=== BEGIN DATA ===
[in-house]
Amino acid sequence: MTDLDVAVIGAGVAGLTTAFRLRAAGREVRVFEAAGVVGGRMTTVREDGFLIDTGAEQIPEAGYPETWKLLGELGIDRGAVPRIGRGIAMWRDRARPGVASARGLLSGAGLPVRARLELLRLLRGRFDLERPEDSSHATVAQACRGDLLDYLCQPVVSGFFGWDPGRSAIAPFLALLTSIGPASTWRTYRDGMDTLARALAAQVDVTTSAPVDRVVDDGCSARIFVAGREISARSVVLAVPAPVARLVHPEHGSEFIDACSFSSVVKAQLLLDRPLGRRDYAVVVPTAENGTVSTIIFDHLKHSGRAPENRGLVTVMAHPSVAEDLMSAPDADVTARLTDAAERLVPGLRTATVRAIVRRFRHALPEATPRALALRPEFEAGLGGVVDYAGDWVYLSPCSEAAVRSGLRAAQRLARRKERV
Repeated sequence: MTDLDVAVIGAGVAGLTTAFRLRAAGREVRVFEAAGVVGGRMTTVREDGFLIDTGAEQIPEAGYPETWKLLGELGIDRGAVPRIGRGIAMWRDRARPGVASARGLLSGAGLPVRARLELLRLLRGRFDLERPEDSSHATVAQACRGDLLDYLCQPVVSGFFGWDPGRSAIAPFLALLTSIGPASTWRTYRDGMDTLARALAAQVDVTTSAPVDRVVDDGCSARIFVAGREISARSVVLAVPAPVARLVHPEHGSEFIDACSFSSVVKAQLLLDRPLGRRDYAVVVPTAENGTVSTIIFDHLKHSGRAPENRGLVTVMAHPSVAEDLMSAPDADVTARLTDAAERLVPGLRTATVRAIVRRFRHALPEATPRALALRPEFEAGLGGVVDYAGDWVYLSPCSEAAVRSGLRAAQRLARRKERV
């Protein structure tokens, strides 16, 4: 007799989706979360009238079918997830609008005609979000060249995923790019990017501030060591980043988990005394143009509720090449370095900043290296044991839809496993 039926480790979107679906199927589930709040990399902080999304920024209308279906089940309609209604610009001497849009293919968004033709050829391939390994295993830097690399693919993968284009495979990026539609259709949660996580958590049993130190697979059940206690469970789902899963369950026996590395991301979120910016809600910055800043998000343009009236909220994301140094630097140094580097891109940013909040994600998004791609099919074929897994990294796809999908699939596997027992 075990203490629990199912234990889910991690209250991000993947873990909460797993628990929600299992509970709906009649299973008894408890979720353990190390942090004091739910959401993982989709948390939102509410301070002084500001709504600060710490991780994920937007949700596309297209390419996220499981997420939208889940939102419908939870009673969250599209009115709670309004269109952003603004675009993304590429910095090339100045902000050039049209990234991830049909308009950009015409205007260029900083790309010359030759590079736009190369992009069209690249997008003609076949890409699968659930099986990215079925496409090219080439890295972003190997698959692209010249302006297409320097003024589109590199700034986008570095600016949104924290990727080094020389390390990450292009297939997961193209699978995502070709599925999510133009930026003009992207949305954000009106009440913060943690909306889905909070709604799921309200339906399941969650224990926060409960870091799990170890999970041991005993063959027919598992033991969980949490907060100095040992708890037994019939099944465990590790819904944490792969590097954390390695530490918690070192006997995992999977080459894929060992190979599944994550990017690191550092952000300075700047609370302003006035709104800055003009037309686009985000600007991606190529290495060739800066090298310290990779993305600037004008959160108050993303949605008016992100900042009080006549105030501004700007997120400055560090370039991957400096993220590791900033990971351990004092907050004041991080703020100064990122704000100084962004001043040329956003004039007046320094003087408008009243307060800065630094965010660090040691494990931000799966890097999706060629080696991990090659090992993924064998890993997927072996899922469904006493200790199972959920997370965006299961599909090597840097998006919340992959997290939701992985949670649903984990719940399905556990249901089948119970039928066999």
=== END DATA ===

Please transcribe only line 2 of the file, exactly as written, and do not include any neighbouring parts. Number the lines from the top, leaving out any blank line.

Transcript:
Amino acid sequence: MTDLDVAVIGAGVAGLTTAFRLRAAGREVRVFEAAGVVGGRMTTVREDGFLIDTGAEQIPEAGYPETWKLLGELGIDRGAVPRIGRGIAMWRDRARPGVASARGLLSGAGLPVRARLELLRLLRGRFDLERPEDSSHATVAQACRGDLLDYLCQPVVSGFFGWDPGRSAIAPFLALLTSIGPASTWRTYRDGMDTLARALAAQVDVTTSAPVDRVVDDGCSARIFVAGREISARSVVLAVPAPVARLVHPEHGSEFIDACSFSSVVKAQLLLDRPLGRRDYAVVVPTAENGTVSTIIFDHLKHSGRAPENRGLVTVMAHPSVAEDLMSAPDADVTARLTDAAERLVPGLRTATVRAIVRRFRHALPEATPRALALRPEFEAGLGGVVDYAGDWVYLSPCSEAAVRSGLRAAQRLARRKERV